Values of a Great Team
You lead a team. You are a parent, a boss, a pastor, or a business owner. Regardless of the positions you hold, if you lead people, you want to create a positive, sustainable culture. Right? I know I do.
I want to share with you a list of values that I believe should be a part of every team’s culture. Before we break them down one-by-one, let’s make sure we are clear as to what we mean by values and talk about how to make them a realistic part of our team culture.
How do we define values?
The values of a team are the principles that guide how we treat one another and accomplish the mission of our organization.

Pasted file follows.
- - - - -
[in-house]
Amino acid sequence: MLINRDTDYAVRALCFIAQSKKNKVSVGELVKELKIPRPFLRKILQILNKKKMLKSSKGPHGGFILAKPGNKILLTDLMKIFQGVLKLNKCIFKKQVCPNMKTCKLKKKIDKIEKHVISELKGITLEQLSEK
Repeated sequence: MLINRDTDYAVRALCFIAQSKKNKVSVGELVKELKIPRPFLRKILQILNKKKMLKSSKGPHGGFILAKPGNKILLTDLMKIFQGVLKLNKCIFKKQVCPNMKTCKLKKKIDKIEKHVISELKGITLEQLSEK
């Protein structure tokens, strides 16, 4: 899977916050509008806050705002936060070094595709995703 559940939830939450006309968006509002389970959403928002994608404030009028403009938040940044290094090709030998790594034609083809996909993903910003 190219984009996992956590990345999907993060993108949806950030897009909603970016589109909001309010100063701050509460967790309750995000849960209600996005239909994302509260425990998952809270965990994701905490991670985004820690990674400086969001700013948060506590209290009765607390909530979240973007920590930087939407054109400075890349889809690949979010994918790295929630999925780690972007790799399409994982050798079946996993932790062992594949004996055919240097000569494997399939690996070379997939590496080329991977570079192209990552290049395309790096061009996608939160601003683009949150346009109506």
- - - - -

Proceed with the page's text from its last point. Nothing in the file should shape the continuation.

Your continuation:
Whether we like it or not, when a group of people live or work together, certain values naturally develop. Wise leaders don’t sit back and allow random behaviors and mindsets to surface on their own. Rather, they are extremely intentional to shape the values they deem most crucial to the team.
For example, in the United States, a core value among our citizens is the rule of law. No one is above the law, including the President. It’s a principle we believe in, apply, and enforce. However, this is not the case for many countries around the world. The law may be written, but too often the rich and powerful are immune to it. In the United States on the other hand, those who refuse to accept and adhere to the law are dealt with swiftly. We enforce our values. Great leaders not only define and shape their organization’s values, they enforce them.